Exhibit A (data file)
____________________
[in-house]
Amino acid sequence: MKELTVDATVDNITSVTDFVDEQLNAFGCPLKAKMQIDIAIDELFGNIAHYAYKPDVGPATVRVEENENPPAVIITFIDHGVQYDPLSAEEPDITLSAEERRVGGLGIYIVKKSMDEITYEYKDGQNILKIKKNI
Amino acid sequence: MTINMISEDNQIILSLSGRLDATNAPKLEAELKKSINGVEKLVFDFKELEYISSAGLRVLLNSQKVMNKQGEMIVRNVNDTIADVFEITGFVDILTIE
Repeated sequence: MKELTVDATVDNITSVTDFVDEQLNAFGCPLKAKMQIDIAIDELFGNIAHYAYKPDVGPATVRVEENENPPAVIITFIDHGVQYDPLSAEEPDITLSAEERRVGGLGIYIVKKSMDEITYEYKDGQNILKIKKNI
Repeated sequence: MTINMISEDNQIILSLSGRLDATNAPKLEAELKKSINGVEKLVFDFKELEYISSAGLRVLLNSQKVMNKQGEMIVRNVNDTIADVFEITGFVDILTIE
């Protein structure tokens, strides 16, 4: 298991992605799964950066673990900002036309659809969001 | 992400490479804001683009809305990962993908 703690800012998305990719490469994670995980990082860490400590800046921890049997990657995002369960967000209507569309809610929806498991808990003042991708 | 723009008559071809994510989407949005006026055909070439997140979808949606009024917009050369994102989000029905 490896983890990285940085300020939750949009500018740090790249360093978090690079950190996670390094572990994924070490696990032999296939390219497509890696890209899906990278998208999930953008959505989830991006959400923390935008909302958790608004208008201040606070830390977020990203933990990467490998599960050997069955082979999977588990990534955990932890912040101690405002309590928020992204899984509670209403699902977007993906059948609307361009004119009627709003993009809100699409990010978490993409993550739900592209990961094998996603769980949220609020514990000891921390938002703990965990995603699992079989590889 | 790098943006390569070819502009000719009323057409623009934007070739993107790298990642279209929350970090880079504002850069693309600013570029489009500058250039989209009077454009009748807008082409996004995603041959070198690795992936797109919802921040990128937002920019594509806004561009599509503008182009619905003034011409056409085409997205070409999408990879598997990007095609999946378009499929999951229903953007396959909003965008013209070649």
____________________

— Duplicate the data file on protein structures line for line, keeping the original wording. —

[in-house]
Amino acid sequence: MKELTVDATVDNITSVTDFVDEQLNAFGCPLKAKMQIDIAIDELFGNIAHYAYKPDVGPATVRVEENENPPAVIITFIDHGVQYDPLSAEEPDITLSAEERRVGGLGIYIVKKSMDEITYEYKDGQNILKIKKNI
Amino acid sequence: MTINMISEDNQIILSLSGRLDATNAPKLEAELKKSINGVEKLVFDFKELEYISSAGLRVLLNSQKVMNKQGEMIVRNVNDTIADVFEITGFVDILTIE
Repeated sequence: MKELTVDATVDNITSVTDFVDEQLNAFGCPLKAKMQIDIAIDELFGNIAHYAYKPDVGPATVRVEENENPPAVIITFIDHGVQYDPLSAEEPDITLSAEERRVGGLGIYIVKKSMDEITYEYKDGQNILKIKKNI
Repeated sequence: MTINMISEDNQIILSLSGRLDATNAPKLEAELKKSINGVEKLVFDFKELEYISSAGLRVLLNSQKVMNKQGEMIVRNVNDTIADVFEITGFVDILTIE
């Protein structure tokens, strides 16, 4: 298991992605799964950066673990900002036309659809969001 | 992400490479804001683009809305990962993908 703690800012998305990719490469994670995980990082860490400590800046921890049997990657995002369960967000209507569309809610929806498991808990003042991708 | 723009008559071809994510989407949005006026055909070439997140979808949606009024917009050369994102989000029905 490896983890990285940085300020939750949009500018740090790249360093978090690079950190996670390094572990994924070490696990032999296939390219497509890696890209899906990278998208999930953008959505989830991006959400923390935008909302958790608004208008201040606070830390977020990203933990990467490998599960050997069955082979999977588990990534955990932890912040101690405002309590928020992204899984509670209403699902977007993906059948609307361009004119009627709003993009809100699409990010978490993409993550739900592209990961094998996603769980949220609020514990000891921390938002703990965990995603699992079989590889 | 790098943006390569070819502009000719009323057409623009934007070739993107790298990642279209929350970090880079504002850069693309600013570029489009500058250039989209009077454009009748807008082409996004995603041959070198690795992936797109919802921040990128937002920019594509806004561009599509503008182009619905003034011409056409085409997205070409999408990879598997990007095609999946378009499929999951229903953007396959909003965008013209070649």